Exit near, the flight I cannot achieve.

When did I get here? From where did I come?

Hard to recall in this ceaseless doldrums.

Who are these confined people all around?

Their fate like mine to this place ever bound.

Who is this girl by me in this bleak place?

A very calming, familiar sweet face.

Who is this child holding my hand in hers?

Seems so kind but her name I am unsure.

I do not know this girl they call my kin.

Her gaze fixed as tears glide around her chin.

Why do I not have a thought of her name?

May never know but love her all the same.

 

“(Un)Recognizable”

by Allison Budaj

Not my Nina, the woman before me,

Head hanging low without much joy or glee.

Not my Nina, laughing in days gone by,

Body broke from memory gone awry.

A hollow shell of the person I knew,

Her gaunt eyes still a radiating hue.

She looks up at me with a puzzled stare,

Her mind trying to guess me standing there.

As if she knows, her scowl curls to a smile,

Eyes burst into tears, been such a long while.

With this beaming grin years melt from her face,

How could we leave you in such a bleak place?

Mom says it’s best, she is beyond our care,

Turning to leave with heartbreak, I can’t bear.

Follow The Radio ShowDementia Cruise of Compassion & Camaraderie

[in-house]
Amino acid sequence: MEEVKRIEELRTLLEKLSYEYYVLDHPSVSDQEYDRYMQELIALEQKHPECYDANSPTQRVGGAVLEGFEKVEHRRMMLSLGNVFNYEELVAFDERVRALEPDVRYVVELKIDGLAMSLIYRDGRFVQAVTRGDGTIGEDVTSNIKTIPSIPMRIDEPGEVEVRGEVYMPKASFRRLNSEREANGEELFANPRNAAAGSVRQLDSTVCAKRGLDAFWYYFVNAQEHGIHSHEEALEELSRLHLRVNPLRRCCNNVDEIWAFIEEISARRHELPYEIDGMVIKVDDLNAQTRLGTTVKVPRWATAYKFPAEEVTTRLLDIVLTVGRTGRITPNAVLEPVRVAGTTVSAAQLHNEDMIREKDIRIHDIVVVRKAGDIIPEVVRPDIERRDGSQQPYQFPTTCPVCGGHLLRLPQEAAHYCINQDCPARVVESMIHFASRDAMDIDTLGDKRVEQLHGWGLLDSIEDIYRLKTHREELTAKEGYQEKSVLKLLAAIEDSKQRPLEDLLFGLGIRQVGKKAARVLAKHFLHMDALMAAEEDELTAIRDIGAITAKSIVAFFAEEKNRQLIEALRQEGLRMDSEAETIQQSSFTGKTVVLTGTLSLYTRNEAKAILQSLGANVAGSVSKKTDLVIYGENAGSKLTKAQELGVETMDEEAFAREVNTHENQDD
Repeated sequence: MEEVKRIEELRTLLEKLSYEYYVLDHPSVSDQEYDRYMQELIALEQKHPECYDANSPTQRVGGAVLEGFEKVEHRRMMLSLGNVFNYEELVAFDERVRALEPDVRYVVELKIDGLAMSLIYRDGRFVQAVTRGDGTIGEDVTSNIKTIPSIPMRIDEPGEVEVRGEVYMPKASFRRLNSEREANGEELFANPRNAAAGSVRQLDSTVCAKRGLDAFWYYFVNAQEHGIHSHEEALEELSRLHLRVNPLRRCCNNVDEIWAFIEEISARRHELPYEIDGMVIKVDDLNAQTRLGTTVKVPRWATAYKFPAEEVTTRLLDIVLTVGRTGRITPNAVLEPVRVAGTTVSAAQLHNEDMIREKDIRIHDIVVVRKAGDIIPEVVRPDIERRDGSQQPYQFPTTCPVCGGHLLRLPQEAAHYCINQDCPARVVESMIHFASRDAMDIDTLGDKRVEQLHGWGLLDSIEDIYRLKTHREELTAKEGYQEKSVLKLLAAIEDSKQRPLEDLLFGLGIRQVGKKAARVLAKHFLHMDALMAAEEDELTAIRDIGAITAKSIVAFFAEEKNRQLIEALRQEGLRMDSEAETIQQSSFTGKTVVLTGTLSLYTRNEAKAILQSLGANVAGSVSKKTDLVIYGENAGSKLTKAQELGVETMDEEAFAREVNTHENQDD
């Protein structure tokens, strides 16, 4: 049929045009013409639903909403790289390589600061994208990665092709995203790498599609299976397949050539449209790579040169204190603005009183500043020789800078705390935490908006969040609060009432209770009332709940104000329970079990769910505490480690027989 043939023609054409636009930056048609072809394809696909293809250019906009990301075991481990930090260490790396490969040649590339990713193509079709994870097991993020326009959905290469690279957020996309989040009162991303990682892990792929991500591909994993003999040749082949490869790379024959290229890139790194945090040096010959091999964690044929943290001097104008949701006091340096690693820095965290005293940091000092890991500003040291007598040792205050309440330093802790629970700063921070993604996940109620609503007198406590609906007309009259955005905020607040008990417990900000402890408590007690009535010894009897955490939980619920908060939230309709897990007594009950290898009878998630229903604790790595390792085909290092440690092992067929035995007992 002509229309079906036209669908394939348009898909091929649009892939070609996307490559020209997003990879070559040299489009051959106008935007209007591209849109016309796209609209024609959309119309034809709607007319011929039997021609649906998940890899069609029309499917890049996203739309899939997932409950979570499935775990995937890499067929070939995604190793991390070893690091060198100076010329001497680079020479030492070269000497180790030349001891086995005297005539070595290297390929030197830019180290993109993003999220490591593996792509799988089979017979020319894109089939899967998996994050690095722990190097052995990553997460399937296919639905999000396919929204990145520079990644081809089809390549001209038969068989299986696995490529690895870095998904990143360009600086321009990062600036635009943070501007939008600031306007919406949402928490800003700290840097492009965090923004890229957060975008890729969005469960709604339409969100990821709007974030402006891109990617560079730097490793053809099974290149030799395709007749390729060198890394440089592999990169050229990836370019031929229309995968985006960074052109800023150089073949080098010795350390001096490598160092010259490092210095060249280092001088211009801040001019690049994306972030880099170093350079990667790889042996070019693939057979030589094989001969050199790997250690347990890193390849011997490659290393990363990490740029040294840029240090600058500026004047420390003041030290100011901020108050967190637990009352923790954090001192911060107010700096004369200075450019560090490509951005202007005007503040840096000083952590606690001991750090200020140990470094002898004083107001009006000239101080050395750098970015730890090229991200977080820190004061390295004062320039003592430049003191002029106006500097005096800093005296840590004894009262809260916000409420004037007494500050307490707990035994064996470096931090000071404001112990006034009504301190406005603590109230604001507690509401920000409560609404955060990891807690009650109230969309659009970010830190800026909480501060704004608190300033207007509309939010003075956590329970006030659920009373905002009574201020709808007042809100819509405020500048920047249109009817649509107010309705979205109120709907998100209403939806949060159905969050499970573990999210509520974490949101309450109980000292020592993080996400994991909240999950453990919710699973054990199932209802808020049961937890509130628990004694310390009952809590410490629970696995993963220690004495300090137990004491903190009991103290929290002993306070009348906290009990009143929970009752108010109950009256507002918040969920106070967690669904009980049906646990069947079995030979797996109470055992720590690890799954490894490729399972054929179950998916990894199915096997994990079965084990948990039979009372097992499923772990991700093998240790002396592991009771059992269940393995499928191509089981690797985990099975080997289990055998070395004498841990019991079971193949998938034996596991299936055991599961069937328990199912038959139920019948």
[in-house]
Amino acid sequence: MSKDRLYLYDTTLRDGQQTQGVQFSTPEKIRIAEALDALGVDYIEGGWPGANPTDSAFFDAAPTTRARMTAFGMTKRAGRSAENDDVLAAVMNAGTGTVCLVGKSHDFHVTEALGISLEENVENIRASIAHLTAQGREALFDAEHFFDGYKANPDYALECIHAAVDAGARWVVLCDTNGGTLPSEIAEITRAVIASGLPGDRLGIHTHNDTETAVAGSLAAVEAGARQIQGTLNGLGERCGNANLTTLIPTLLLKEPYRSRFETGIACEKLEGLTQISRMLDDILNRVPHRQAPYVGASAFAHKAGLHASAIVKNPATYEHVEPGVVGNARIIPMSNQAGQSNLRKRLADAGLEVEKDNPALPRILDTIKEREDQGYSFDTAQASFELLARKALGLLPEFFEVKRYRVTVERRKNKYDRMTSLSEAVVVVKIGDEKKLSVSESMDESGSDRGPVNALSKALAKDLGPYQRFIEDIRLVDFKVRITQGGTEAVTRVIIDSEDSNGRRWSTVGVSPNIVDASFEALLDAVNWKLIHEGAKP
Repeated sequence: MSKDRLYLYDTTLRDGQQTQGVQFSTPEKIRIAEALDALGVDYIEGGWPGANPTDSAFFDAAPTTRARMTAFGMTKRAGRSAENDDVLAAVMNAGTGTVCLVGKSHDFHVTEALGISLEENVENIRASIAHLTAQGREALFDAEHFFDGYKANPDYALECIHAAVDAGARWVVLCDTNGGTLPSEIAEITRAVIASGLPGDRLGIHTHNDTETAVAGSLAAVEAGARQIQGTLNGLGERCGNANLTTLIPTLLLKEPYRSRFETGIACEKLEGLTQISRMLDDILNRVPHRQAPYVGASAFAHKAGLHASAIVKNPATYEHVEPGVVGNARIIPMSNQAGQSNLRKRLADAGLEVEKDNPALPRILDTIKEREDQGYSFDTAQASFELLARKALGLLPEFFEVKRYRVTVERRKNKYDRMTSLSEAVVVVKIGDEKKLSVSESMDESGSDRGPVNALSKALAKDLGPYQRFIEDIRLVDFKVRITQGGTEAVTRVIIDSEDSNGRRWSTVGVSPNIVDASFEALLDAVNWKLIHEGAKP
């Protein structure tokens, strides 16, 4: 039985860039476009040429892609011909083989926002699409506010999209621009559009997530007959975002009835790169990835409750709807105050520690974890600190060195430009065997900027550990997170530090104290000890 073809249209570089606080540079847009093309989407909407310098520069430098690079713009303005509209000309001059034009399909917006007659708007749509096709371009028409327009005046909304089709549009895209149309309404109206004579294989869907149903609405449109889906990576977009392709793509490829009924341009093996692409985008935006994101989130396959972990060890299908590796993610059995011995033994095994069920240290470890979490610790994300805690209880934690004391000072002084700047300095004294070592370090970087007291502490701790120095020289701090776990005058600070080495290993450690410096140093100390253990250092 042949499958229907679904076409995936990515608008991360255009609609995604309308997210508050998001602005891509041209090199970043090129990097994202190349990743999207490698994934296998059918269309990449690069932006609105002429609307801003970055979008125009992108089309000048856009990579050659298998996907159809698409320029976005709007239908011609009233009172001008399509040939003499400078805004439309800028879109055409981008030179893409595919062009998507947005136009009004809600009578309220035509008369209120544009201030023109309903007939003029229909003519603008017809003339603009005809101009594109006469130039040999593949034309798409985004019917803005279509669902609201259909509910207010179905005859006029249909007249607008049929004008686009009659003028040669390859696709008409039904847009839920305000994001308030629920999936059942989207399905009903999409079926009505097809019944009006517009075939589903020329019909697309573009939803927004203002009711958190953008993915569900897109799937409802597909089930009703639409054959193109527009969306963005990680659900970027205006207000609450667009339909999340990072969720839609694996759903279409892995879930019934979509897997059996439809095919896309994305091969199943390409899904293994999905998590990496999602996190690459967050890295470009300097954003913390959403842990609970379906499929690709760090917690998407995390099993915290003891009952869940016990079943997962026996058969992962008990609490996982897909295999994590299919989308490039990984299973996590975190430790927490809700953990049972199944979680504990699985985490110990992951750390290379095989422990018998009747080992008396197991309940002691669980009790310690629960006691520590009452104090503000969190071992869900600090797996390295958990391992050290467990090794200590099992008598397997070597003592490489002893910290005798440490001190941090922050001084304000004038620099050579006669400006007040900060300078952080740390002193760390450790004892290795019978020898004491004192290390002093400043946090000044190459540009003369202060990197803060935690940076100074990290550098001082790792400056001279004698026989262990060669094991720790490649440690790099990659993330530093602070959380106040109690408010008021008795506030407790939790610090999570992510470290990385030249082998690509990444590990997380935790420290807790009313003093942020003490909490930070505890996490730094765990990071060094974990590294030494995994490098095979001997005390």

We are honored by your response to our offering of the Dementia Friendly Symposium and Cruise and we are encouraging people to book their cabins before we are sold out!

For more details on the symposium and cruise go to https://alzheimersspeaks.com/cruise-with-us

Click here for the Symposium Program

Kathy Shoaf the travel agent handling the symposium and cruise can be reached at: 219-608-2002 or email her at Kathy.Shoaf@CruisePlanners.com

Click Below to Download the Tips

Insights from Arthur’s 

Here is One of Many Free Tips

Push Research Forward.

Join the A-List

An Important message from our friend Meryl Comer:

Only twice in my twenty plus years as an Alzheimer’s caregiver has a doctor ever asked whether I was doing okay. Yet my husband would have never made the clinic appointment on time if I had not gotten up extra early to bathe, dress, feed, manage his resistance and drive him there. Now here’s a chance to be heard!

Researchers from the Mayo Clinic want to learn what matters most to you when you go to the doctor with your loved one. They need volunteers for an online focus group who are current or former caregivers for a loved one with dementia.